The HI-SEAS Crew 2 mission patch- design and photo by @rosslockwood and Ron Williams
Every mission has one. You’ve seen in photos on the astronaut’s flight suits.They can be any shape, size, or color. They adorn the press releases, collectable pins, and sometimes on the spacecraft itself. It’s the mission patch. The symbol that represents a specific flight or expedition. Each one tells a story through symbology. And ours is no different.
Each crew selected for the HI-SEAS analog program will design it’s own mission patch. Like the mission patches worn by astronauts on real spaceflights, our patch was designed to represent the significant aspects of this specific expedition. It includes a “swoosh” that depicts the retrograde motion of Mars through the constellation Virgo. The vector also evokes NASA and the agency’s Human Research Program (HRP) grants helped to fund the study. The stars and planets in the night sky are placed in the correct positions, as they would be seen from the habitat. The colors red and white are the same as those found on the official HI-SEAS program logo. The habitat module itself is placed among the lava fields of Mauna Loa volcano- which is an analog for the mighty shield volcanoes found in the Tharsis region on Mars.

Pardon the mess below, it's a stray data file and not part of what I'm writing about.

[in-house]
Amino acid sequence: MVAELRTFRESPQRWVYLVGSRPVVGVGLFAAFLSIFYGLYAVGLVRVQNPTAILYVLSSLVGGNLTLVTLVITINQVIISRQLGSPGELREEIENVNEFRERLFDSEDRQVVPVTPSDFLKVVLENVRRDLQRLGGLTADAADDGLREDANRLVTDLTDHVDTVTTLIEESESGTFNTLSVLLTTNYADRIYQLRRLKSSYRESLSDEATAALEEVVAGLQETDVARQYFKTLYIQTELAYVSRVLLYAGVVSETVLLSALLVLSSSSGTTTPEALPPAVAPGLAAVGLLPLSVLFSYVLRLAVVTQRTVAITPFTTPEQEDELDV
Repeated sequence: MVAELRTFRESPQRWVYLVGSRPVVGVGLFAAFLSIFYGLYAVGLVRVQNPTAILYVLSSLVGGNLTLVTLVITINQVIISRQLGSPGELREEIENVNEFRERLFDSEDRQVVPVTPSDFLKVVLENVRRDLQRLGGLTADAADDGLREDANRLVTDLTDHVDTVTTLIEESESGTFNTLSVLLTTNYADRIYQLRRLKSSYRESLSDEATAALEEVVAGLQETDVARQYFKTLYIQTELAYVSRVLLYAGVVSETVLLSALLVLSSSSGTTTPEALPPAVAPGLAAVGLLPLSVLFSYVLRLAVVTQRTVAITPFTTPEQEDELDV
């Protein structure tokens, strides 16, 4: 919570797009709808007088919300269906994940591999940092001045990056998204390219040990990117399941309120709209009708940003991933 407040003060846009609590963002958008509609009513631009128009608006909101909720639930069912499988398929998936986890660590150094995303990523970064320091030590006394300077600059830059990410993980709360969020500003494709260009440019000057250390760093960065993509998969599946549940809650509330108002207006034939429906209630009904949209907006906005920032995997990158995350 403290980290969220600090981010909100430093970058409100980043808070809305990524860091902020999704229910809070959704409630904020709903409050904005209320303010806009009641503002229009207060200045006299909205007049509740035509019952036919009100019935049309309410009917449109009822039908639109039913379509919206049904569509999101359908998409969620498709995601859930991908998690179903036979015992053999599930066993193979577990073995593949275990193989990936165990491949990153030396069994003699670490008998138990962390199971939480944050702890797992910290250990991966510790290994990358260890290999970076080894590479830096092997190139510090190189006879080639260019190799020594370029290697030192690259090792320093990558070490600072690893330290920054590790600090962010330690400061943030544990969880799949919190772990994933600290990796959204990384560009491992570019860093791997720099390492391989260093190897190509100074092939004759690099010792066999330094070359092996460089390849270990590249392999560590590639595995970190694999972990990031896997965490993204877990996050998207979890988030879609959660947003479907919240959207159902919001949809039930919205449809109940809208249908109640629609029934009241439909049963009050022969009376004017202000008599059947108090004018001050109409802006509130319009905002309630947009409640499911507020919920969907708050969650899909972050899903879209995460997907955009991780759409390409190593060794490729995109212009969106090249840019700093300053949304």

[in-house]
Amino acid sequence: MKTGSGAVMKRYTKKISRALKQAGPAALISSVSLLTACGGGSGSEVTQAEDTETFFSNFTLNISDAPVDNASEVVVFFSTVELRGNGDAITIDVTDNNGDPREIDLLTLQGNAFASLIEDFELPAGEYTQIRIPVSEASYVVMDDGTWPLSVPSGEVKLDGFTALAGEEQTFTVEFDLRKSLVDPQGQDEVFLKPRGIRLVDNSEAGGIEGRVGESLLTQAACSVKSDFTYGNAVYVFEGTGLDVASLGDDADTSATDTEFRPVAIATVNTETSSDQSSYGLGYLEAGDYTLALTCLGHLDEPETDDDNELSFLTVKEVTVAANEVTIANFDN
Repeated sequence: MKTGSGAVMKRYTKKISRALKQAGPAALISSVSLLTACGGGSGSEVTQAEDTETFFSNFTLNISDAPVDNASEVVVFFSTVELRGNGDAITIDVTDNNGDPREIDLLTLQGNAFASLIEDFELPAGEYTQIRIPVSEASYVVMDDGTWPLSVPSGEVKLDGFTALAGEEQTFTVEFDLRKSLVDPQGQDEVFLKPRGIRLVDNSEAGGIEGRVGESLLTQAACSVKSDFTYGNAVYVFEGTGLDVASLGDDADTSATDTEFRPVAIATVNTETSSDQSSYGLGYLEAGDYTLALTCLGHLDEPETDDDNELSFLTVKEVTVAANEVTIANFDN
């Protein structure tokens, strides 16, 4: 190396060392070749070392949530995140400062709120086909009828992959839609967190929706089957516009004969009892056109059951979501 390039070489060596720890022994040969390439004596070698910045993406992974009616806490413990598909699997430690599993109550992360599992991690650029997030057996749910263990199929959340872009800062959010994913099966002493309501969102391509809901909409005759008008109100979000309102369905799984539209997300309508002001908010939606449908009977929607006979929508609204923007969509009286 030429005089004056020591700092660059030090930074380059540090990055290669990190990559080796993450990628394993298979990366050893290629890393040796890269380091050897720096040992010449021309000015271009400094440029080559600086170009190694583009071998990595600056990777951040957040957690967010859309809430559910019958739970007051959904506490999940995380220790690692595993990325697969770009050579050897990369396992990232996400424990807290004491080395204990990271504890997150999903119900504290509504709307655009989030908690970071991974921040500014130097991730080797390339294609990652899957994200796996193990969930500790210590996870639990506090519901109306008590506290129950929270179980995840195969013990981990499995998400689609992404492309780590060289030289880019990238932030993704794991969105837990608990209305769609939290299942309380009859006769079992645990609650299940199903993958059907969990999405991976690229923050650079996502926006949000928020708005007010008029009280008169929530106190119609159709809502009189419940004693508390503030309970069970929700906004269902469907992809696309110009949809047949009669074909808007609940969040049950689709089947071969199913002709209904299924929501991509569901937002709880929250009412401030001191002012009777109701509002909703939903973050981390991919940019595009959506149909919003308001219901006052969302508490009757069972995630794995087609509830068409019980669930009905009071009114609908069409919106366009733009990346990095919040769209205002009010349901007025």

You can see that we also included the surnames of all the primary crew members on the patch as well. We initially debated this- there are so many other people involved in making this program, we didn’t want to exclude the members of our support teams. Like any spaceflight mission, those that ride the rocket are only the tip of a vast iceberg. It takes hundreds of dedicated individuals working as a cohesive team to make a mission possible. In the end, we elected to include our names. As there wasn’t room for the names every member of the HI-SEAS program, there is a star in the night sky to represent the institution they hail from. And the stars depicted in the swoosh vector form the Greek symbol Psi to symbolize the psychological research focus of the program.
Each of the crew wear this patch everyday. It is emblazoned on uniform shirts, our equipment, even our simulated spacesuits. It has been sent to friends and family of the crew, mission support personnel, and schools in several countries. It has been posted on social media and projected in videos seen around the world. Someday a crew not unlike ours will wear a mission patch like this to Mars.